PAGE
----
What if 48 fps is so fantastic that 24 fps films become unwatchable? Like the move from VCR to DVD, or from SDTV to HDTV. Ignorance was bliss, then the old stuff became like watching the screen through a shower curtain.
 
2012-12-14 10:42:49 AM
I'm going to see it on Sunday in IMAX 3-D, but I have no idea what frame rate it is. How do you find out?
 
2012-12-14 10:43:06 AM
Imagine If all the movies we watched in the last 100 years were 48 fps and now someone made one in 24 fps. The whining about grain and jitter would be something to behold.
 
2012-12-14 10:44:23 AM
24fps, 48fps...Tolkien still sucks.
 
2012-12-14 10:44:47 AM

SacriliciousBeerSwiller: Beginning to think Del Toro SHOULD have directed. At first my concern was that the feel of the films would be too different, but the content of the book itself sort of demands it. Del Toro would have made it his own. It sounds like Jackson awkwardly tried to ride the fence between childlike buffoonery and the darker nature of LOTR.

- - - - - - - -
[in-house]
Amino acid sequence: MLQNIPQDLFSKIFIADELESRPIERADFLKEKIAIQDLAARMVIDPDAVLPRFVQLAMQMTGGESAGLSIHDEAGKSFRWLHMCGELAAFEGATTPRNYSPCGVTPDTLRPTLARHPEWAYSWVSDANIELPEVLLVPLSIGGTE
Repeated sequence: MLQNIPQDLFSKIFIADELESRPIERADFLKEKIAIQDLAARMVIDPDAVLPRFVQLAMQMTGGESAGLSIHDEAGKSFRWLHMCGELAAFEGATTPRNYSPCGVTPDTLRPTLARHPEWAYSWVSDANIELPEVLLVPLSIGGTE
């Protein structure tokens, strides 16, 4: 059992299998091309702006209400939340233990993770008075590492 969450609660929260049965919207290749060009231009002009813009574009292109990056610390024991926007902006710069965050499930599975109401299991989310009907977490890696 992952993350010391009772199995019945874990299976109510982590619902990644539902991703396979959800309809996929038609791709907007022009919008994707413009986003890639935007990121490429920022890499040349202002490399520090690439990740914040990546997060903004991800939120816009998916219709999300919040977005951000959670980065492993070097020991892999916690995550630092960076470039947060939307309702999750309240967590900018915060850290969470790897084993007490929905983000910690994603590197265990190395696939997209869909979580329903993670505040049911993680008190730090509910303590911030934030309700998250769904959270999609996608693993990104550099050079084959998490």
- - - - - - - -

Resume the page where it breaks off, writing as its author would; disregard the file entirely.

Storywise, that's what makes Jackson's Hobbit weaker than LotR - he's trying to balance the light-heartedness and buffoonery of a children's tale with the apocalyptic nature of a war epic. It's a bit jarring.

The 3D was really well done. 48 FPS, though, is strange; it makes the movie look like a videogame, especially before you get acclimated to it. Every non-landscape shot feels small and rushed. 48 FPS is especially unkind to CGI. At 24, I bet the effects look perfect. But at 48, the orcs look plastic. (Gollum, on the other hand, looks absolutely fabulous. His scene is fantastic.)
 
2012-12-14 10:44:49 AM
I'm breaking down and seeing the HFR today. I figured it's worth a shot and even the complaints are that it hurts the movie, but it is still a good movie so I figure maybe I'll enjoy it but not absolutely love it.
 
2012-12-14 10:44:54 AM